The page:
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How to Stop Worrying When Your Thoughts Won’t Cooperate

Feelings, not thoughts, may be key to unlocking the worry response

Chalabala / AdobeStock
Source: Chalabala / AdobeStock

There was a time when everybody “knew” the world was flat. If you sailed too far in any direction, you’d fall off the edge of the earth.

For a long time there was no controversy. Everybody “knew” the same thing, so there was no need to argue about it.

Eventually, evidence that the earth wasn’t flat started to accumulate. But the data only led to controversy. Societies don’t change their thinking in an instant. We fight for the status quo.

Gradually, more and more people came to accept that the earth wasn’t flat. Today, everyone agrees about the shape of the world again.

We have other controversies today, thousands of them from climate change to the etiology of psychopathology. These are truths seeking consensus.

Controversy hasn’t begun in all the places it eventually will, because we still think "everybody knows" certain things that aren't actually true. I’m thinking of one in particular.

Thoughts & Feelings

Something everybody “knows” today is that the thoughts we think give rise to the feelings we feel. “There is nothing either good or bad but thinking makes it so,” goes this axiom according to Shakespeare.

It seems to be true.

If, after giving a presentation, you believe, ‘That was awful! Everybody must think I’m such an idiot,’ then that thought will cause you to feel embarrassed, regretful, and perhaps desperate to move to Finland and leave it all behind.

If you think the presentation went well, you’ll feel differently. Pride and relief are more likely to bloom in your brain than shame and despair.

Thoughts do cause feelings. But that’s only half the story. The other half is barely on the radar yet.

Here’s a bit of controversy that’s also potentially good news: Feelings give rise to thoughts as readily as the other way around.

If we accept the idea that feelings and thoughts can create each other

If we reject the notion that choosing different thoughts is the only (or even the most effective) way to change how we feel…

then we can make use of a better tool for managing garden-variety worry and mental distraction.

A Better Way to Combat Worry

Worry – going over and over something in your mind, playing back an unpleasant event or anticipating one – arises from emotional reactions to the world that we haven’t consciously processed.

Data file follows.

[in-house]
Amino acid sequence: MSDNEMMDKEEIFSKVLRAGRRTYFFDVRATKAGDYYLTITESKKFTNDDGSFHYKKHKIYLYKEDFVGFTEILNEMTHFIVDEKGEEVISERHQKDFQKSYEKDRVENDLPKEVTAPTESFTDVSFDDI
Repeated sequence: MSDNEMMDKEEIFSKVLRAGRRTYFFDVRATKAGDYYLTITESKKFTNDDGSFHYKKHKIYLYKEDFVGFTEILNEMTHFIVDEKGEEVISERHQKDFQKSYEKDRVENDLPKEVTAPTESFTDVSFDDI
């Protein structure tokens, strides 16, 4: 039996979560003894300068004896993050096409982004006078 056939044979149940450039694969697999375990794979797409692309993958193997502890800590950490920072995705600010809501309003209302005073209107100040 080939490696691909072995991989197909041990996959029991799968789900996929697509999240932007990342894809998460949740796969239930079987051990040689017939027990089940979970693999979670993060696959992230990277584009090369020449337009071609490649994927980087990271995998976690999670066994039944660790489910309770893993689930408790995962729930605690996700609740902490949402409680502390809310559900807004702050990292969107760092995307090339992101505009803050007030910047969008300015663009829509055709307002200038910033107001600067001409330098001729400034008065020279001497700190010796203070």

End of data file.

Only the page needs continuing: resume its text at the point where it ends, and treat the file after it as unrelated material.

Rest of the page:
These create mental activity in the form of thoughts, which are then blamed for causing the feelings.

What is worry? It’s the brain using thinking to solve the problem of feeling.

We feel bad about something; it bothers us. Thoughts loop repeatedly around the issue, seeking a different angle that’s not so bothersome. It’s the brain's attempt to soothe our riled emotions.

Shame and dread in particular trigger thought-loops.

Most of us try to stop thought-loops by choosing different thoughts. That’s like trying to break up a dog fight by adding more dogs. We discover it doesn’t work, and become powerless.

Since worry is fueled not by thoughts but by unprocessed emotions, the fastest and surest way to stop worrying is to process your feelings about the thing you’re worrying about.

Yes, your thoughts are running away with you. But what's causing them to do so? Look no further than your agitated feelings.

How do you process those feelings instead of letting them whip up a batch of uncontrolled thoughts? Start by naming them, and willingly experience them. You may need to do so more than once for very troubling situations.

Use the T-R-U-T-H Technique outlined in my book, Constructive Wallowing:

T = Tell yourself the situation.

R = Realize what you’re feeling

U = Uncover self-criticism

T = Try to understand yourself

H = Have the feeling

The mental static of worry will disintegrate as soon as you get in touch with the feelings that are causing it. Try it and see.

For more discussion, see my post about rumination.

More from Tina Gilbertson LPC
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